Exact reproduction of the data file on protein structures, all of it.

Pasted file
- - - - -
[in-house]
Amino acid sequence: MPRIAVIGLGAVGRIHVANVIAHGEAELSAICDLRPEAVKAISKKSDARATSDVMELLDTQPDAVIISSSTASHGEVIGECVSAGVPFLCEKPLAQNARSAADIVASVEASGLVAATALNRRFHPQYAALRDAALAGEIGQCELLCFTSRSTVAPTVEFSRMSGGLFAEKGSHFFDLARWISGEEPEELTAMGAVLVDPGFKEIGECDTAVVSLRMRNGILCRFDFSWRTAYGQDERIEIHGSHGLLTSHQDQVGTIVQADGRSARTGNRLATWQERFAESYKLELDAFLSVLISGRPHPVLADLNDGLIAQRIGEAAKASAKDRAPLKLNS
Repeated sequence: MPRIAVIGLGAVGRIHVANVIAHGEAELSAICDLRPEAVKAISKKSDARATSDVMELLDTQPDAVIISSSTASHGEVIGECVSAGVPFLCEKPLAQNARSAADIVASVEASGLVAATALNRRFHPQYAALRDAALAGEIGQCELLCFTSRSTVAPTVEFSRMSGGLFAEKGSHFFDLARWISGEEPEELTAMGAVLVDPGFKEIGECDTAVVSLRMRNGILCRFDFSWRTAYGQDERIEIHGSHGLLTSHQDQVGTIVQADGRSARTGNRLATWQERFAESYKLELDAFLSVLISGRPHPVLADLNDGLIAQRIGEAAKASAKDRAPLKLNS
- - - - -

[in-house]
Amino acid sequence: MPRIAVIGLGAVGRIHVANVIAHGEAELSAICDLRPEAVKAISKKSDARATSDVMELLDTQPDAVIISSSTASHGEVIGECVSAGVPFLCEKPLAQNARSAADIVASVEASGLVAATALNRRFHPQYAALRDAALAGEIGQCELLCFTSRSTVAPTVEFSRMSGGLFAEKGSHFFDLARWISGEEPEELTAMGAVLVDPGFKEIGECDTAVVSLRMRNGILCRFDFSWRTAYGQDERIEIHGSHGLLTSHQDQVGTIVQADGRSARTGNRLATWQERFAESYKLELDAFLSVLISGRPHPVLADLNDGLIAQRIGEAAKASAKDRAPLKLNS
Repeated sequence: MPRIAVIGLGAVGRIHVANVIAHGEAELSAICDLRPEAVKAISKKSDARATSDVMELLDTQPDAVIISSSTASHGEVIGECVSAGVPFLCEKPLAQNARSAADIVASVEASGLVAATALNRRFHPQYAALRDAALAGEIGQCELLCFTSRSTVAPTVEFSRMSGGLFAEKGSHFFDLARWISGEEPEELTAMGAVLVDPGFKEIGECDTAVVSLRMRNGILCRFDFSWRTAYGQDERIEIHGSHGLLTSHQDQVGTIVQADGRSARTGNRLATWQERFAESYKLELDAFLSVLISGRPHPVLADLNDGLIAQRIGEAAKASAKDRAPLKLNS